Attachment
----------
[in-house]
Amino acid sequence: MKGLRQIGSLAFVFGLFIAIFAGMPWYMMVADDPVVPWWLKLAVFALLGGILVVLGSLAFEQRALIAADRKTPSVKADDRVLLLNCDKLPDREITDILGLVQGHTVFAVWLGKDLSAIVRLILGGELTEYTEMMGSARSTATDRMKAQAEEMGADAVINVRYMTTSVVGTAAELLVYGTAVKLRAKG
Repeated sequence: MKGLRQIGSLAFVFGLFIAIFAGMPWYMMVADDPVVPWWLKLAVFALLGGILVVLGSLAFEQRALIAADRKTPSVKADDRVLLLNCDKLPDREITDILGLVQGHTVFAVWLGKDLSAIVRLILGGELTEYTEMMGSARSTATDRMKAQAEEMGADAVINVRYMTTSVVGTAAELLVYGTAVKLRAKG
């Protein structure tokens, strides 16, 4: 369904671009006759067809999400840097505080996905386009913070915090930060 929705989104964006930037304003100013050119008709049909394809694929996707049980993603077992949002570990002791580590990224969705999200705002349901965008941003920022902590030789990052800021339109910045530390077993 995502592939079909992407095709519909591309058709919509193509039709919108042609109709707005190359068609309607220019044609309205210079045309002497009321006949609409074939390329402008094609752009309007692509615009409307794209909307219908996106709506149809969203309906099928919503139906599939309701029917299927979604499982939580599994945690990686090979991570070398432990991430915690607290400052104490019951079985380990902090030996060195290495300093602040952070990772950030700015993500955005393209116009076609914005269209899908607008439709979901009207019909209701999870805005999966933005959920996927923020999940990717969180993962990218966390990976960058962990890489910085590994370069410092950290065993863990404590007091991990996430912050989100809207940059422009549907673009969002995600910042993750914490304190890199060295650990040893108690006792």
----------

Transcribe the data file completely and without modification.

[in-house]
Amino acid sequence: MKGLRQIGSLAFVFGLFIAIFAGMPWYMMVADDPVVPWWLKLAVFALLGGILVVLGSLAFEQRALIAADRKTPSVKADDRVLLLNCDKLPDREITDILGLVQGHTVFAVWLGKDLSAIVRLILGGELTEYTEMMGSARSTATDRMKAQAEEMGADAVINVRYMTTSVVGTAAELLVYGTAVKLRAKG
Repeated sequence: MKGLRQIGSLAFVFGLFIAIFAGMPWYMMVADDPVVPWWLKLAVFALLGGILVVLGSLAFEQRALIAADRKTPSVKADDRVLLLNCDKLPDREITDILGLVQGHTVFAVWLGKDLSAIVRLILGGELTEYTEMMGSARSTATDRMKAQAEEMGADAVINVRYMTTSVVGTAAELLVYGTAVKLRAKG
């Protein structure tokens, strides 16, 4: 369904671009006759067809999400840097505080996905386009913070915090930060 929705989104964006930037304003100013050119008709049909394809694929996707049980993603077992949002570990002791580590990224969705999200705002349901965008941003920022902590030789990052800021339109910045530390077993 995502592939079909992407095709519909591309058709919509193509039709919108042609109709707005190359068609309607220019044609309205210079045309002497009321006949609409074939390329402008094609752009309007692509615009409307794209909307219908996106709506149809969203309906099928919503139906599939309701029917299927979604499982939580599994945690990686090979991570070398432990991430915690607290400052104490019951079985380990902090030996060195290495300093602040952070990772950030700015993500955005393209116009076609914005269209899908607008439709979901009207019909209701999870805005999966933005959920996927923020999940990717969180993962990218966390990976960058962990890489910085590994370069410092950290065993863990404590007091991990996430912050989100809207940059422009549907673009969002995600910042993750914490304190890199060295650990040893108690006792």